Lives changed in an instant
In this gambling mecca, where it’s all about taking chances, Natalia Badzjo and her husband, Brian Buechner, rolled the dice on a dream.
Five years ago, when both were in the nightlife industry, where Badzjo still works as director of customer development at Wynn Las Vegas, the couple opened their first restaurant, Big B’s Texas BBQ, in Henderson.
“We finally took this giant step,” Badzjo recalled. “It was a huge risk, never had a restaurant before. We did this, and it worked. It took us a while to make it successful, but it got there.”
The two did well enough to open a western valley Big B’s last fall.
But while their first restaurant is established enough to survive the shutdown, Badzjo is worried about the prospects for their second location.
“It’s just a feeling of everything we worked so hard for, for so many years, just being wiped away overnight,” she said. “It’s really, really sad.”
Brian Saliba has been wrestling with similar emotions.
The Clark County special events director oversees festivals such as Reggae in the Desert, Jazz in the Park and the Age of Chivalry Renaissance Fair. He also supplies equipment to various fests in town, runs local music publication Smash Magazine and operates a promotion company that books concerts at numerous venues across town.
“You work six months, 12 months in advance to build your calendar and make sure you have enough work to keep your staff employed, and virtually overnight it all went away, all the festivals that we planned, all the club events, all the corporate work,” he said. “The phone kept lighting up like a pinball machine. Somebody would call, ‘This is canceled. This is canceled.’ What do you do?”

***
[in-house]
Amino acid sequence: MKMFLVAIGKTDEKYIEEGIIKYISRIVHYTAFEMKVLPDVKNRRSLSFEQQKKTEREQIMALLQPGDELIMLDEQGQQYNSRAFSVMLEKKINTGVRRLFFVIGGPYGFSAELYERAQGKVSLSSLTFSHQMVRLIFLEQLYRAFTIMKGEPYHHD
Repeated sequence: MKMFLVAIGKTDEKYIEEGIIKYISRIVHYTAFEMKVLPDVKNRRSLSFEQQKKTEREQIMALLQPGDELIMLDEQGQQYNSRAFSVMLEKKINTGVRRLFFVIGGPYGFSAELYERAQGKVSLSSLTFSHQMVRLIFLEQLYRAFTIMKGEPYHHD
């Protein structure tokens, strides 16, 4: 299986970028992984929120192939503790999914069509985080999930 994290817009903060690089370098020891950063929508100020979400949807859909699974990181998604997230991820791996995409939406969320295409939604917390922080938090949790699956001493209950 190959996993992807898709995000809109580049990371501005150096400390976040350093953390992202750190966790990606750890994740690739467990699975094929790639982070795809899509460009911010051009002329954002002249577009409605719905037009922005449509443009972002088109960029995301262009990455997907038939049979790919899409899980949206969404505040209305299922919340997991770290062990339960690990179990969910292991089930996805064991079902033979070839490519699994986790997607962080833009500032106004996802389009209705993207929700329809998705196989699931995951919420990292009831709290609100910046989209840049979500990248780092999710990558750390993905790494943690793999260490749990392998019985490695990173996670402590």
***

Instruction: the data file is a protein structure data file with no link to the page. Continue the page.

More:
That’s a question plenty of workers around town are asking themselves.
For Isaac Irvine, a bartender employed at half-a-dozen locales, including Golden Knights games, concerts at the Park Theater and banquets at the Sands Expo and Convention Center, the shutdown came at the worst time. This month is usually busy for those in the service industry, with the NCAA tournament drawing hordes of sports bettors and St. Patrick’s Day filling bars throughout the city.
“March is supposed to be my best month,” said the father of three, who also plays in punk band the Happy Campers. “Hopefully (the Knights) were going to make the playoffs, which it was looking like we were going to do, so March and April were kind of like saving up for summer.”